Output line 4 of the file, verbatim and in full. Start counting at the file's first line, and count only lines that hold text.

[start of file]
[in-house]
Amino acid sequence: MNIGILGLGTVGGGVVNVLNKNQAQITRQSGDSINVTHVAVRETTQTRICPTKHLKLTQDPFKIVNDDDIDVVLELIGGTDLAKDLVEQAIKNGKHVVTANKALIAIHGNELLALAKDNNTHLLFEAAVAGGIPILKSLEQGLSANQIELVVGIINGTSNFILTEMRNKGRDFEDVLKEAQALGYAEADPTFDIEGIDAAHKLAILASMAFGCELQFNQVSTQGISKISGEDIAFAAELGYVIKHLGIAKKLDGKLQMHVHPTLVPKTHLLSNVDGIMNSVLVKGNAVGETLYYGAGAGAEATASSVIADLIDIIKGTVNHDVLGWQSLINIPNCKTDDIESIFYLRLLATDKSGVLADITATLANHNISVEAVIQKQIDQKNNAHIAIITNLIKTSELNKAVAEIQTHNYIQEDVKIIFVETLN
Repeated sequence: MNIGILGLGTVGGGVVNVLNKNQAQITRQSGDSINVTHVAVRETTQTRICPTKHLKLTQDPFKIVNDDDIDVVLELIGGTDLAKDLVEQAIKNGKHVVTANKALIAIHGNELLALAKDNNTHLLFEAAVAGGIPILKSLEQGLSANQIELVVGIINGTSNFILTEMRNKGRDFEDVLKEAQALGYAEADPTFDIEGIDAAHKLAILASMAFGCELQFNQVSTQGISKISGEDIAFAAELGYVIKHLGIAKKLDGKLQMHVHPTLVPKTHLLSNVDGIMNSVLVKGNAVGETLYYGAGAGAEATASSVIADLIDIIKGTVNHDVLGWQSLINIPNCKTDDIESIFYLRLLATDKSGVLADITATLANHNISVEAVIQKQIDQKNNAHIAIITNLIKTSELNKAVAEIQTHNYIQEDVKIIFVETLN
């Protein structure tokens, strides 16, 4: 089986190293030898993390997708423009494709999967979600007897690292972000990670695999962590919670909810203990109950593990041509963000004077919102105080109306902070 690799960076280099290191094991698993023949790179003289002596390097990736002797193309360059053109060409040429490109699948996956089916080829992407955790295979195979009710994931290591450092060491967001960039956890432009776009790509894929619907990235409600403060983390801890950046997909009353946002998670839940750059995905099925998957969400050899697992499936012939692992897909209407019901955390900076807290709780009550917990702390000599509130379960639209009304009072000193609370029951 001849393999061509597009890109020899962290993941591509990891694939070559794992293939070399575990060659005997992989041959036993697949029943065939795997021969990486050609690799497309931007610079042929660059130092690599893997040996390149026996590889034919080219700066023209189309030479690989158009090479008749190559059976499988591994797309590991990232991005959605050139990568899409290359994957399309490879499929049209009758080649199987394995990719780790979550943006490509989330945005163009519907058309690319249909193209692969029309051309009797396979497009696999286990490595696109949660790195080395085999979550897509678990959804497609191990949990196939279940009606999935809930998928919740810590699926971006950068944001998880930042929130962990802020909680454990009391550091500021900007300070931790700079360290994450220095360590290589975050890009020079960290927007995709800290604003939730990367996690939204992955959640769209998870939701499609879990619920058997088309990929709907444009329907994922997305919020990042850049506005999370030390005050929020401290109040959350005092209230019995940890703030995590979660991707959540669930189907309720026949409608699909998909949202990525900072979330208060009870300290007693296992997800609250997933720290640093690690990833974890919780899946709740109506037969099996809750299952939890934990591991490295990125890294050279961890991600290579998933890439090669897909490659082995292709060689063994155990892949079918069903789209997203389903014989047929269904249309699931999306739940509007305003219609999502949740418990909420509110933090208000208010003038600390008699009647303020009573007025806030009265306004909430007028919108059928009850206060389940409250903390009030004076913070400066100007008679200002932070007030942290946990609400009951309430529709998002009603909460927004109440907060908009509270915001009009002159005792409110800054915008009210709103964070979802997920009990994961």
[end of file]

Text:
């Protein structure tokens, strides 16, 4: 089986190293030898993390997708423009494709999967979600007897690292972000990670695999962590919670909810203990109950593990041509963000004077919102105080109306902070 690799960076280099290191094991698993023949790179003289002596390097990736002797193309360059053109060409040429490109699948996956089916080829992407955790295979195979009710994931290591450092060491967001960039956890432009776009790509894929619907990235409600403060983390801890950046997909009353946002998670839940750059995905099925998957969400050899697992499936012939692992897909209407019901955390900076807290709780009550917990702390000599509130379960639209009304009072000193609370029951 001849393999061509597009890109020899962290993941591509990891694939070559794992293939070399575990060659005997992989041959036993697949029943065939795997021969990486050609690799497309931007610079042929660059130092690599893997040996390149026996590889034919080219700066023209189309030479690989158009090479008749190559059976499988591994797309590991990232991005959605050139990568899409290359994957399309490879499929049209009758080649199987394995990719780790979550943006490509989330945005163009519907058309690319249909193209692969029309051309009797396979497009696999286990490595696109949660790195080395085999979550897509678990959804497609191990949990196939279940009606999935809930998928919740810590699926971006950068944001998880930042929130962990802020909680454990009391550091500021900007300070931790700079360290994450220095360590290589975050890009020079960290927007995709800290604003939730990367996690939204992955959640769209998870939701499609879990619920058997088309990929709907444009329907994922997305919020990042850049506005999370030390005050929020401290109040959350005092209230019995940890703030995590979660991707959540669930189907309720026949409608699909998909949202990525900072979330208060009870300290007693296992997800609250997933720290640093690690990833974890919780899946709740109506037969099996809750299952939890934990591991490295990125890294050279961890991600290579998933890439090669897909490659082995292709060689063994155990892949079918069903789209997203389903014989047929269904249309699931999306739940509007305003219609999502949740418990909420509110933090208000208010003038600390008699009647303020009573007025806030009265306004909430007028919108059928009850206060389940409250903390009030004076913070400066100007008679200002932070007030942290946990609400009951309430529709998002009603909460927004109440907060908009509270915001009009002159005792409110800054915008009210709103964070979802997920009990994961």